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Last Updated: Wednesday, 27 April 2005, 23:04 GMT 00:04 UK
My boss 'keeps stealing my ideas'
Someone trying to steel a woman's handbag
Theft of your work ideas can seem even less subtle
Everyone likes a bit of praise for coming up with a good idea at work, but what do you do if you are part of a small company where your boss keeps claiming your suggestions as his own?

Professor Nigel Nicholson looks at how to cope with such an annoying and unfair problem.

He also discusses how to best stick to your business plan when it runs into difficulty.


Nick Wilson, UK
My wife has worked for the same company for the past 19 years as a manager.

Over this time she has made several suggestions to her immediate manager who has either slated them or taken them to the directors and suggested them as his own, thus taking all the credit.

My wife has finally decided that as her ideas and suggestions are either ignored or stolen, she will resign.

Is there anything she could do beforehand?


Professor Nigel Nicholson, London Business School
Women often suffer from this kind of treatment.

But look on the bright side - she and her ideas are obviously valued. It's the credit she's missing.

One solution would be to put things down in writing, and also to arrange meetings to talk about specific proposals and ideas.

This could be done in a spirit of cooperation, emphasising her desire to collaborate with her boss for the sake of the firm.

She could request a review meeting at which each of them tells the other what they should do to give each other better support.

This would give her the opportunity to say that she would like more explicit feedback and recognition for her positive contributions.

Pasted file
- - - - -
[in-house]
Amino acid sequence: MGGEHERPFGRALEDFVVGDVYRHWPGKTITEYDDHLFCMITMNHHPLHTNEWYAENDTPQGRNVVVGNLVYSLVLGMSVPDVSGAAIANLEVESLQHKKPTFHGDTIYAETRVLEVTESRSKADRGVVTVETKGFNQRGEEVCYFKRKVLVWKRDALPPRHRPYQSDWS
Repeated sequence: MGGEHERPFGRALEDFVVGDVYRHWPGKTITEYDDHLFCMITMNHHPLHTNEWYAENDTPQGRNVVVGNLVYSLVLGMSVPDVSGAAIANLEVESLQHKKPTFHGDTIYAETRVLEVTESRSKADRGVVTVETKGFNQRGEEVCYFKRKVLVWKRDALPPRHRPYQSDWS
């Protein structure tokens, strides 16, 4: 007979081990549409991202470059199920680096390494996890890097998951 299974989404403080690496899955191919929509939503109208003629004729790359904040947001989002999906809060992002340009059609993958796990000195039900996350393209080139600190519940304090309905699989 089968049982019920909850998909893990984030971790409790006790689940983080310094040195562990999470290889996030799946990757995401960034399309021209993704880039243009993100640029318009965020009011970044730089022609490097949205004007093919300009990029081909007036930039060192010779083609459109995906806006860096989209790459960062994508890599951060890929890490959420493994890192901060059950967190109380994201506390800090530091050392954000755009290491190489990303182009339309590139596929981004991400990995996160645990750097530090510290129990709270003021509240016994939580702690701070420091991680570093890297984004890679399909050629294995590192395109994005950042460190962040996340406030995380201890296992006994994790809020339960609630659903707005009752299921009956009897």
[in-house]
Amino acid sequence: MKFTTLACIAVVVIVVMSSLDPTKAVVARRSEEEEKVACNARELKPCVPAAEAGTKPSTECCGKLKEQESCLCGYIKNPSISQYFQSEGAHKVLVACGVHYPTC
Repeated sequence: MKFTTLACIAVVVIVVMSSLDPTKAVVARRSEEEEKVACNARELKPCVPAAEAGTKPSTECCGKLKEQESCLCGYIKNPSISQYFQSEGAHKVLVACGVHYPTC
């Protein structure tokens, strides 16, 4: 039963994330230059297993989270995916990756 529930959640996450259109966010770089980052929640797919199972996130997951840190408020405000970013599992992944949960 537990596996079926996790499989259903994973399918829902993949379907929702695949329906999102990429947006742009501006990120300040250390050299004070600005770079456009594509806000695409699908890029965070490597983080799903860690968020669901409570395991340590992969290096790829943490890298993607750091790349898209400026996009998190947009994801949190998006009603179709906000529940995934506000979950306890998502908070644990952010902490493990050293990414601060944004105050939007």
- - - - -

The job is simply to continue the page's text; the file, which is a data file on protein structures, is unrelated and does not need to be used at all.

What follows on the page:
But this is a two-way street - she must also be prepared to do the same for her boss.

Wish her luck from me.


Stephen Sims, UK.
I am a carpenter by trade, trying to manage my skills, accounts, reputation and family life.

This is proving very hard, and I fear all of my hard work learning a sought after trade is going to waste.

What am I doing wrong, and how do I start making the changes to help me achieve my goal?

People tell me to work on building sites, but I believe my skills are not suited for that any longer.


Professor Nigel Nicholson, London Business School
The key question is, what is your goal?

To be a tradesman or to run a business?

Many people follow progressions that take them away from their skills into broader enterprise.

You never lose the skills and knowledge, but you no longer use them in the same way.

If that is frustrating because you don't want to let them go, then yes, you probably should be employed to practice your trade in a more straightforward way.

But maybe there's a new life for you out there if you can learn new business skills and learn to love a new way of life.

You don't have to have one career or occupation for your whole life, unless that's what you want.

It's a journey. Hope you find what you're looking for.

To ask Nigel Nicholson a question about management or work place problems, use the email form below.

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